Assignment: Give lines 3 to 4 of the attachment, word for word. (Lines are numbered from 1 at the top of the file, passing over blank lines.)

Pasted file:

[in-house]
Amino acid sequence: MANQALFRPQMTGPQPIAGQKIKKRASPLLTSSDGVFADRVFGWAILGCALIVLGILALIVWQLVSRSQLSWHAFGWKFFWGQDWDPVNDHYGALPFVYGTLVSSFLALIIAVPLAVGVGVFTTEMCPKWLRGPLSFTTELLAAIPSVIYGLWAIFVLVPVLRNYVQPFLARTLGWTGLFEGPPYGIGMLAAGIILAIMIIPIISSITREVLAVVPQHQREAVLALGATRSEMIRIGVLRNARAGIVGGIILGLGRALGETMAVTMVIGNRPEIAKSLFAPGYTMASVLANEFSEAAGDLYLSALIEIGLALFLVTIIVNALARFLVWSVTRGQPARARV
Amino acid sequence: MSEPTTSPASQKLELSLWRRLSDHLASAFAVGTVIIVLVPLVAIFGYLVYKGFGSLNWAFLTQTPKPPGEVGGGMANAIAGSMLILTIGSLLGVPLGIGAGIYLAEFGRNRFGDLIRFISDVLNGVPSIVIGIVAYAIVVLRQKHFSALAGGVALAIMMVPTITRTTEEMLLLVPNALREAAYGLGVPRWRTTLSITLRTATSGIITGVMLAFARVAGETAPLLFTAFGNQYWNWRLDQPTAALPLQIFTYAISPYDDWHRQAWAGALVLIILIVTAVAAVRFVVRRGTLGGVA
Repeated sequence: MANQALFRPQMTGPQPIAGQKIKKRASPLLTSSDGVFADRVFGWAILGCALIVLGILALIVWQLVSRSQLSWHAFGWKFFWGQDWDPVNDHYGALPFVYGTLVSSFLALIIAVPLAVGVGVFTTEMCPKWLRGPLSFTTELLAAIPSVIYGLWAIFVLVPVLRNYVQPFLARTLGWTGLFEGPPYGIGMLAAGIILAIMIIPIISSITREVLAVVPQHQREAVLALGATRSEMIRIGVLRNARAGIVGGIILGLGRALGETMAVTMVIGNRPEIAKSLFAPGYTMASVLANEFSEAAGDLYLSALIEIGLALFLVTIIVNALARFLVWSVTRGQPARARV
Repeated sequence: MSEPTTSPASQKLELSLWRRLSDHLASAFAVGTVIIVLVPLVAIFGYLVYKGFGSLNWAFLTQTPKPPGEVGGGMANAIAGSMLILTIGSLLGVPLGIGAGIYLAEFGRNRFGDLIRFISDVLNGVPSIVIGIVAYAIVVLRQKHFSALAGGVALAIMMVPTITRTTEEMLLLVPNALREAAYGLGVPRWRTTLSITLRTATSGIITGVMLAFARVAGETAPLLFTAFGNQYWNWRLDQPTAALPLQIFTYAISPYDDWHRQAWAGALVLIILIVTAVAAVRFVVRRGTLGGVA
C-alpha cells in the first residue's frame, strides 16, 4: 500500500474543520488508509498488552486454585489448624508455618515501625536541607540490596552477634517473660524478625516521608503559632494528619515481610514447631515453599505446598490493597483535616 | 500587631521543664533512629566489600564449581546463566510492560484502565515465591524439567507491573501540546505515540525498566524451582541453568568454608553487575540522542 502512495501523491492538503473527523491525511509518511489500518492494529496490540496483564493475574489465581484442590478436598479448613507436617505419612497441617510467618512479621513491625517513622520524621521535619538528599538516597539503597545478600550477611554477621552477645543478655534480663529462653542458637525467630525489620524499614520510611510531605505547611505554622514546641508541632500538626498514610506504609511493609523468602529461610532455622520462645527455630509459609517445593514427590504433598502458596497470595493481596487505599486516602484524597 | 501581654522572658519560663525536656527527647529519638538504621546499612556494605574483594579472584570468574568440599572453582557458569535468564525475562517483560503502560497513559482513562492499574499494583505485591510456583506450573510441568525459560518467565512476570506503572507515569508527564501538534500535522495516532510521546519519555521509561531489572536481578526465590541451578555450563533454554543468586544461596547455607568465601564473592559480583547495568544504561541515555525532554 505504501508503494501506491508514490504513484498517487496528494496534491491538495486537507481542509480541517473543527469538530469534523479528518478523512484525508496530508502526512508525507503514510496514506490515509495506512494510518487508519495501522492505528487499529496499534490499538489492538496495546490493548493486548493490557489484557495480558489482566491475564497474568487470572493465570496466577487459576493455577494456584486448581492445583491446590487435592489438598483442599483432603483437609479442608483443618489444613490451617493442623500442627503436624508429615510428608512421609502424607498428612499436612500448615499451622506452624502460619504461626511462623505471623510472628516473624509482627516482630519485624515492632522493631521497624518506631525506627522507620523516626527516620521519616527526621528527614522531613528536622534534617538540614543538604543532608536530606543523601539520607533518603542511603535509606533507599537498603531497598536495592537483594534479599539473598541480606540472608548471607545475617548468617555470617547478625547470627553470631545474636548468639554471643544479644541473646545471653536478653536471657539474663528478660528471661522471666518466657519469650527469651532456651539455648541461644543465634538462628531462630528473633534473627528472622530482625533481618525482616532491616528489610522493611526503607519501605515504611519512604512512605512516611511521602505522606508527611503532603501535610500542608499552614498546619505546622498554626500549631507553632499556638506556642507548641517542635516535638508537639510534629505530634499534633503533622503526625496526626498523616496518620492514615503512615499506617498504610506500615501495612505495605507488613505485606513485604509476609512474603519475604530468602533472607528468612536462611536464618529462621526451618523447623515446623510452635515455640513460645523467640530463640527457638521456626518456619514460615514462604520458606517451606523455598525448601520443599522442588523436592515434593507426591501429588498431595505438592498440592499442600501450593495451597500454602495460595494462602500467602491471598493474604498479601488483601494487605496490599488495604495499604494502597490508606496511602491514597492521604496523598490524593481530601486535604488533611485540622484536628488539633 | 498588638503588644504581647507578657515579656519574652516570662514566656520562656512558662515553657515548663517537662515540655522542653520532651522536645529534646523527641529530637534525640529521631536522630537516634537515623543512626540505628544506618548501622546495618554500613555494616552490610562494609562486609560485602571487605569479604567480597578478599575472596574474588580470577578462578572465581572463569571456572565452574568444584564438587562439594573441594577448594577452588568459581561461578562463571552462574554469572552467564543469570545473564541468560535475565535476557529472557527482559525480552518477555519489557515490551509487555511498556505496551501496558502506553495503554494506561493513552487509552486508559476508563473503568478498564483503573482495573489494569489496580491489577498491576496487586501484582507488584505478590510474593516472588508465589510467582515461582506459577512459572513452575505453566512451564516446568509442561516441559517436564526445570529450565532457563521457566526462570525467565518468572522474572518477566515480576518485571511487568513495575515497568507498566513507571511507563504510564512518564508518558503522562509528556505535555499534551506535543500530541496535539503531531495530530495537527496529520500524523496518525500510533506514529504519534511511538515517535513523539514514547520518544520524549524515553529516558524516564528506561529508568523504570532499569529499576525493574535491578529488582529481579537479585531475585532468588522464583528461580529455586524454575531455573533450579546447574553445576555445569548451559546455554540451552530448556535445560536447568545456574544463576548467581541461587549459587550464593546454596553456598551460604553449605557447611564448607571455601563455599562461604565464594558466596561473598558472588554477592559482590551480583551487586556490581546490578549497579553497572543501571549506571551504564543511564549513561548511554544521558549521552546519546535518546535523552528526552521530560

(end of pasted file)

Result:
Amino acid sequence: MSEPTTSPASQKLELSLWRRLSDHLASAFAVGTVIIVLVPLVAIFGYLVYKGFGSLNWAFLTQTPKPPGEVGGGMANAIAGSMLILTIGSLLGVPLGIGAGIYLAEFGRNRFGDLIRFISDVLNGVPSIVIGIVAYAIVVLRQKHFSALAGGVALAIMMVPTITRTTEEMLLLVPNALREAAYGLGVPRWRTTLSITLRTATSGIITGVMLAFARVAGETAPLLFTAFGNQYWNWRLDQPTAALPLQIFTYAISPYDDWHRQAWAGALVLIILIVTAVAAVRFVVRRGTLGGVA
Repeated sequence: MANQALFRPQMTGPQPIAGQKIKKRASPLLTSSDGVFADRVFGWAILGCALIVLGILALIVWQLVSRSQLSWHAFGWKFFWGQDWDPVNDHYGALPFVYGTLVSSFLALIIAVPLAVGVGVFTTEMCPKWLRGPLSFTTELLAAIPSVIYGLWAIFVLVPVLRNYVQPFLARTLGWTGLFEGPPYGIGMLAAGIILAIMIIPIISSITREVLAVVPQHQREAVLALGATRSEMIRIGVLRNARAGIVGGIILGLGRALGETMAVTMVIGNRPEIAKSLFAPGYTMASVLANEFSEAAGDLYLSALIEIGLALFLVTIIVNALARFLVWSVTRGQPARARV